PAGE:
Carly Simon’s 1972 song “You’re So Vain” was a #1 hit and ranked 72nd on Billboard’s list of the greatest songs of all-time. But was it also defamation?
Let’s assume for purposes of this post, that the reference to spending time with “the wife of a close friend” is defamatory and untruthful. Also, let’s ignore various constitutional issues about malice, public figures, and damages. All of these are big assumptions, but, hey, it’s a blog post.
The key issue then becomes whether a plaintiff could establish that the song was “of and concerning” him. Over the years, a number of men have been suggested as the song’s object, including Warren Beatty, James Taylor, and Mick Jagger. Simon has avoided identifying the song’s subject, saying that he is a composite of three different men. Apparently, however, she has at least told NBC President Dick Ebersol, who paid $50,000 in an auction for the right to learn.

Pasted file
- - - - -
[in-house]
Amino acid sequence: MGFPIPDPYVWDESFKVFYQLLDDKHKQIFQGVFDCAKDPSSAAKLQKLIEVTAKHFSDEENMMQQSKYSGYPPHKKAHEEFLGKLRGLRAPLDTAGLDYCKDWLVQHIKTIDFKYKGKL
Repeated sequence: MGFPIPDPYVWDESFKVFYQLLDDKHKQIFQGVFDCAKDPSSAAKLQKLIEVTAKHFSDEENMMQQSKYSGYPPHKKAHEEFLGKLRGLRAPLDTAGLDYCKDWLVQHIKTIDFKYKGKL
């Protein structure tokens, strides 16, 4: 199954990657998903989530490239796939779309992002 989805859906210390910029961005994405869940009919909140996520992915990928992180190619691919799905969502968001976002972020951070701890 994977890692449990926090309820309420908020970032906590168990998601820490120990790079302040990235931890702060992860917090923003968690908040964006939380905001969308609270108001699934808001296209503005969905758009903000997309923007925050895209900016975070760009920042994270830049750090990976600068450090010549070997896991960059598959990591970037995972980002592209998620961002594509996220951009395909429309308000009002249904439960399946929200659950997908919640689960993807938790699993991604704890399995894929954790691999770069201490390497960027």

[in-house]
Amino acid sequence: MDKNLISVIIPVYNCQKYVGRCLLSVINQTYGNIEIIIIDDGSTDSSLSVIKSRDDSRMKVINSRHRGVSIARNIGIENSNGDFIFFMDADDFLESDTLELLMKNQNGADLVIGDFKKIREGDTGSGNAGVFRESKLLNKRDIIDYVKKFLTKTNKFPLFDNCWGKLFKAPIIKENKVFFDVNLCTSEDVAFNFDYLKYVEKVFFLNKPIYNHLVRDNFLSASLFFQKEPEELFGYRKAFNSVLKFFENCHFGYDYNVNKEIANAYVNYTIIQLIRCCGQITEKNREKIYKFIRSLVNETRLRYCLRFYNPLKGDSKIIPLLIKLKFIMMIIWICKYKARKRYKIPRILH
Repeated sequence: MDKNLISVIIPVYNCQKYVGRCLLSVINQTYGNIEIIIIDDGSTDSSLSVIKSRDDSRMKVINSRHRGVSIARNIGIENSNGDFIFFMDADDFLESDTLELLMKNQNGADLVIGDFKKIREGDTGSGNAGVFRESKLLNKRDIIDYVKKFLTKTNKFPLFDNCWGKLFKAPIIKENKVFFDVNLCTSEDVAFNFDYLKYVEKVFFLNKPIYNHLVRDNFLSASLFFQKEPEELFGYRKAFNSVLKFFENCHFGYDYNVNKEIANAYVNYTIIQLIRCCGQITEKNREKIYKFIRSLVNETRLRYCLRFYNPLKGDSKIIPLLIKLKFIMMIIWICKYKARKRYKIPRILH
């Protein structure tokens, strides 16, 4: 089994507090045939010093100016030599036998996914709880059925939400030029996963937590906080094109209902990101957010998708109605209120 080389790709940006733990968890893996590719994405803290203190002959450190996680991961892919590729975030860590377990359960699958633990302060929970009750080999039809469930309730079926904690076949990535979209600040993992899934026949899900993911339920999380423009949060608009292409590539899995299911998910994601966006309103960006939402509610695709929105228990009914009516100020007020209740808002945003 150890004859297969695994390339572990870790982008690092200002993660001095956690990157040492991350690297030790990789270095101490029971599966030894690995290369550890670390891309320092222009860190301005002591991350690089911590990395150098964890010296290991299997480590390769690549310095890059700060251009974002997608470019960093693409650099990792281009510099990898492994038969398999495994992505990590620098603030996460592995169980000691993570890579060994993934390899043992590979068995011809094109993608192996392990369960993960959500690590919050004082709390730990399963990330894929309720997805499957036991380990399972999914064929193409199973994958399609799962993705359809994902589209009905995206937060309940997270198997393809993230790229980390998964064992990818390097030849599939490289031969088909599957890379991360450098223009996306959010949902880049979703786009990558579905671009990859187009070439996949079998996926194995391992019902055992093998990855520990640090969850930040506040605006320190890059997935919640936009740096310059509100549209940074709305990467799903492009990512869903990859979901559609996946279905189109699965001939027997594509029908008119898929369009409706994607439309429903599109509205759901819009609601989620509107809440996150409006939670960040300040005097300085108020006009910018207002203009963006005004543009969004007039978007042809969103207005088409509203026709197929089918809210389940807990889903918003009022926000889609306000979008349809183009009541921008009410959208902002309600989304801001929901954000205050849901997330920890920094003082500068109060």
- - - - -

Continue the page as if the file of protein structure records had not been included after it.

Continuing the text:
Could any or all of these men successfully claim that the song was of and concerning them? Could Ebersol be compelled to testify? And, could Simon defend herself because, after all, the song isn’t really about whomever it is supposedly about? Of course, anyone who did bring suit would only be confirming Simon’s initial observation of his vanity.
With assistance from 1L GSOT Daniel Taylor.